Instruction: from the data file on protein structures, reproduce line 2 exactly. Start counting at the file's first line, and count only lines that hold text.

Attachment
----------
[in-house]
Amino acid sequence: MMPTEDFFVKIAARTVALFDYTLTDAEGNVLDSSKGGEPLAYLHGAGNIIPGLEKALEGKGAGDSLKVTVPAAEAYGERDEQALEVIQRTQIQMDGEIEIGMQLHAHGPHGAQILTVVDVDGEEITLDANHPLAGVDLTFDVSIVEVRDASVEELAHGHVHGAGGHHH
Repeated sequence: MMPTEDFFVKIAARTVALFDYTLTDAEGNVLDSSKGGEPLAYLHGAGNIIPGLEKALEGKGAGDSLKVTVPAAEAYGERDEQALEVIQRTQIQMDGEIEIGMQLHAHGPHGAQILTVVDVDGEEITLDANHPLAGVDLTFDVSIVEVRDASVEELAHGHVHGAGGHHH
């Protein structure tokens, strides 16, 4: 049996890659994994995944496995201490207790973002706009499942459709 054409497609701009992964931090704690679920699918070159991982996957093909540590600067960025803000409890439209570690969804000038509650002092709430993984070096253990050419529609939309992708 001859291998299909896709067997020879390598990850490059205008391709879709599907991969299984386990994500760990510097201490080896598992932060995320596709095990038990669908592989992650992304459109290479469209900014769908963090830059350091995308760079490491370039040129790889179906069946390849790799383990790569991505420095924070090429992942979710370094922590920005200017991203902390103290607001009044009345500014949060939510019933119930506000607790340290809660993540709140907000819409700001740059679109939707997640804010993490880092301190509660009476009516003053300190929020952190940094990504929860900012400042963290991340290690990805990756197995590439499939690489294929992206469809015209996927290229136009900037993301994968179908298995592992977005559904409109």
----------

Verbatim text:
Amino acid sequence: MMPTEDFFVKIAARTVALFDYTLTDAEGNVLDSSKGGEPLAYLHGAGNIIPGLEKALEGKGAGDSLKVTVPAAEAYGERDEQALEVIQRTQIQMDGEIEIGMQLHAHGPHGAQILTVVDVDGEEITLDANHPLAGVDLTFDVSIVEVRDASVEELAHGHVHGAGGHHH